Wednesday, November 30
At the end of my second year of college, I decided to get my own apartment. I knew the place was coming open because the person who lived there was moving to Atlanta. I loved the idea of living in this place because it was right off campus, cheap, and the people who were currently living there had dogs, so I finally would get to realize my dream of having a dog. I started researching breeds and finally had it down to a couple. However, the day came for me to sign the lease and the landlord informed me that he had changed his mind on the pet policy and dogs were no longer allowed in the apartment. I was saddened by the news but by this time it was already summer and all of the other places to rent were gone so I chose to live there. To ease my sadness, my sister gave me a stuffed basset hound. From 2000 till 2006, I never lived in a place that allowed dogs, but I always kept my stuffed basset hound in a visible spot, waiting until the day I could get my real dog.
Waiting for something to become real is almost always difficult to endure. In the six years I carried around that stuffed dog, I longed for something real to come into my life. In 2006, when I moved to Savannah, one of the first things I did was find the perfect dog who needed a home and rescue him from a shelter in Bamberg, South Carolina. The drive from Bamberg to Savannah was one of the happiest moments in my life. My waiting had paid off, and I had a cute furry puppy to hold onto.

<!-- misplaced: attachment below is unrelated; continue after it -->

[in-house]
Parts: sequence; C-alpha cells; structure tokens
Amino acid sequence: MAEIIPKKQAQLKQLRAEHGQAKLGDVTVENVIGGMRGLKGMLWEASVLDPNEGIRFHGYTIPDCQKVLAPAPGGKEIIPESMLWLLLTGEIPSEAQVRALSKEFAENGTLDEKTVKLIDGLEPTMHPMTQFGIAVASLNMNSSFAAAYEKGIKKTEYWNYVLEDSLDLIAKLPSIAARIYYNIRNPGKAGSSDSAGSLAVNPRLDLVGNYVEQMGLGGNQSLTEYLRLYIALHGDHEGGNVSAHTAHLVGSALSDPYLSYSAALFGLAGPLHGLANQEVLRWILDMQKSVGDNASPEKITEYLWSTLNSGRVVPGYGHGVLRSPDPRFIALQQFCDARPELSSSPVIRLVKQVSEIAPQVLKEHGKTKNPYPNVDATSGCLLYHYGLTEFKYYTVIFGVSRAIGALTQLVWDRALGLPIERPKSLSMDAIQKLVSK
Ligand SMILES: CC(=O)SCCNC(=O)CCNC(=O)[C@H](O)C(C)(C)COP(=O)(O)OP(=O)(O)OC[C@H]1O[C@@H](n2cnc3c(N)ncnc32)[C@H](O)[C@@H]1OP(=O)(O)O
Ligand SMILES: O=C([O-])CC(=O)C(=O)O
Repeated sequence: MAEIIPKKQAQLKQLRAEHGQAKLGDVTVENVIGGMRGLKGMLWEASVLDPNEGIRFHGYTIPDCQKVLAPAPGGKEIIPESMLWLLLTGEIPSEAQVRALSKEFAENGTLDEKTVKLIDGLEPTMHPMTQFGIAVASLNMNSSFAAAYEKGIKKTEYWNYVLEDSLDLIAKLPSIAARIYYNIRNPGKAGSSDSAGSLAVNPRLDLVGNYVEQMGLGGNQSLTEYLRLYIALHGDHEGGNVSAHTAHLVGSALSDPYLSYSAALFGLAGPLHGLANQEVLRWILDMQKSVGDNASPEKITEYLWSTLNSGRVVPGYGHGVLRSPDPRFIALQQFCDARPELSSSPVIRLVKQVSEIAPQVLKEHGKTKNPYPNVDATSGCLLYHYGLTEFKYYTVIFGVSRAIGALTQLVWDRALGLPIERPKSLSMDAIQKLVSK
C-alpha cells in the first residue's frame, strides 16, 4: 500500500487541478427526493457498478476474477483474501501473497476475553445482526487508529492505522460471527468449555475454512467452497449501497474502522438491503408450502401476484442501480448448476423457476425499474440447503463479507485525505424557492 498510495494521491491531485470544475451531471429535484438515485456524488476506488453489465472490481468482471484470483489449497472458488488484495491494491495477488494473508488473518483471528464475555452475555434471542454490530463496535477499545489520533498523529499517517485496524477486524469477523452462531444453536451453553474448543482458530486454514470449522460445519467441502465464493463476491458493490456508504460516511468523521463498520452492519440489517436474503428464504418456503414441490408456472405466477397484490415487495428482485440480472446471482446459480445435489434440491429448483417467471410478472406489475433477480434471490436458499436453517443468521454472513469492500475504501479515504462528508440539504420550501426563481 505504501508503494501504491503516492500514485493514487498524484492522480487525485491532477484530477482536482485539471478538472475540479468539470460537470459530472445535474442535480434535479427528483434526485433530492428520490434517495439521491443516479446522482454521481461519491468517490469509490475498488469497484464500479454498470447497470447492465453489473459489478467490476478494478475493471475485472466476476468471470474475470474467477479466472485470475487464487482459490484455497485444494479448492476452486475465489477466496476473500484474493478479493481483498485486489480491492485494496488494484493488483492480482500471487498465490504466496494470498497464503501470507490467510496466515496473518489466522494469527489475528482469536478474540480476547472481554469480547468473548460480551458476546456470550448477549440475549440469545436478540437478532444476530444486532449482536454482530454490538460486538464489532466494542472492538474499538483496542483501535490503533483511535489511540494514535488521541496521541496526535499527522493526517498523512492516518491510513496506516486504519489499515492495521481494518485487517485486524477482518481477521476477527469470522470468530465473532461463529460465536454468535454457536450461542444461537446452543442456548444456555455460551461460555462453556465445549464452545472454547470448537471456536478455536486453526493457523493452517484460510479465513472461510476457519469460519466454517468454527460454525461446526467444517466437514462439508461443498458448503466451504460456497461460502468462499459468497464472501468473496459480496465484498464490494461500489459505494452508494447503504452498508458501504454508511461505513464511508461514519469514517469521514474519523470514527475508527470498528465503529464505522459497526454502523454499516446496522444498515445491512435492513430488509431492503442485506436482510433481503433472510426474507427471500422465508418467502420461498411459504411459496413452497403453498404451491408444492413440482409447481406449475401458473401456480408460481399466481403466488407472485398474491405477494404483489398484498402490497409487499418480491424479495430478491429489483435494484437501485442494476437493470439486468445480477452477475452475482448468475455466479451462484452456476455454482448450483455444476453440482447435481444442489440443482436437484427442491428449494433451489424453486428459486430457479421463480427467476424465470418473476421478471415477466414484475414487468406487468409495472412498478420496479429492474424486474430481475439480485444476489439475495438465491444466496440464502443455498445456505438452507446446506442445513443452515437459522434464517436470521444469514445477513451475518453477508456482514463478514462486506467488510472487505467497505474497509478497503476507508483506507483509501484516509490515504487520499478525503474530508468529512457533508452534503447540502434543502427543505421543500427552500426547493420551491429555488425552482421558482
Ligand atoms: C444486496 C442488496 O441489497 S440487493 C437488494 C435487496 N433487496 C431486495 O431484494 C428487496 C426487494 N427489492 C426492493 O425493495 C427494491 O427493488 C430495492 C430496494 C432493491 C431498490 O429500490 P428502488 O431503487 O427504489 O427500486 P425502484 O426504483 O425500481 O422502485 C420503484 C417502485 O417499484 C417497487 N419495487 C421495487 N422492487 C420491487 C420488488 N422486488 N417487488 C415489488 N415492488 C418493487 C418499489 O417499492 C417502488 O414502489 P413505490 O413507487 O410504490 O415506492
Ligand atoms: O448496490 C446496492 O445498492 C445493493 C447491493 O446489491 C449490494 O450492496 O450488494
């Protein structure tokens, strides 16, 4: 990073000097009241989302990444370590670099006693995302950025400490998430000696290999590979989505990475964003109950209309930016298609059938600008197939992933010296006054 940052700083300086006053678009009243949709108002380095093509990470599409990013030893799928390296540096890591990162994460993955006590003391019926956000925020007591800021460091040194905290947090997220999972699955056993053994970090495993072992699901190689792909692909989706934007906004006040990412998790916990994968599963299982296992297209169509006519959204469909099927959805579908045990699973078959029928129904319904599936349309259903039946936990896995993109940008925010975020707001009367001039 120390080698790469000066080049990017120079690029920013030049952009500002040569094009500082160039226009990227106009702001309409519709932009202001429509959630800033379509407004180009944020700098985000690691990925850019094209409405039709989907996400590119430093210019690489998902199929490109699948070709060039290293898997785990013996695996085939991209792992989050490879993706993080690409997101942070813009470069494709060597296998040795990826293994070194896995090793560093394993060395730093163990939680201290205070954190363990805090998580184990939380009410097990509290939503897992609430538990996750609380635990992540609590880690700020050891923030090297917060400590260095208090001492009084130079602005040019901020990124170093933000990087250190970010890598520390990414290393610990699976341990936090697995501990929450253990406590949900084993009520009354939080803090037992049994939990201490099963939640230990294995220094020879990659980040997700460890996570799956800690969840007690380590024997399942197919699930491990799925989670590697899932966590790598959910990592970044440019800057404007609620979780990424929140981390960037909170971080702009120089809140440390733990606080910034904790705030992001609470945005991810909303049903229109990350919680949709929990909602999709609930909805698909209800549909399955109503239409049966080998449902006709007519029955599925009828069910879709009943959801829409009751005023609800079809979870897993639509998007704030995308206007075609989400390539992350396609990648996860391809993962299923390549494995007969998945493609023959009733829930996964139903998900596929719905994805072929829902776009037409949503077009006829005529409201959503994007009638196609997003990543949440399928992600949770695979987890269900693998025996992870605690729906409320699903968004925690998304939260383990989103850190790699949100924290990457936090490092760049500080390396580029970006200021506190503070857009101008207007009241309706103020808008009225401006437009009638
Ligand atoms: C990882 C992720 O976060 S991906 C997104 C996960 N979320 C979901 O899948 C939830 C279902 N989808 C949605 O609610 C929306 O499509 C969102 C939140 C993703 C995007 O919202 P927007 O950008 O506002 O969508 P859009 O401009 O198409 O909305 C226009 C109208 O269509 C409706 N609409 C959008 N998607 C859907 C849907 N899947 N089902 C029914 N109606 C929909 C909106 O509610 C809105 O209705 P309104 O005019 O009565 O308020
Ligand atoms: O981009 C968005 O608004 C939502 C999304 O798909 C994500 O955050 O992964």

Advent is all about waiting for something to be real. The hardest part of Advent is to remember to long for what we want. We look at the candles each week reminding us what we want and easing the pain of not getting it immediately. Finally, on Christmas Day, we do get what we want. Christmas will come whether or not we choose to wait on it. However, if we have longed for this miraculous event to occur, we are even more excited than we would have been if we had not been forced to wait. We finally get something real to hold onto.
- Jeb Bush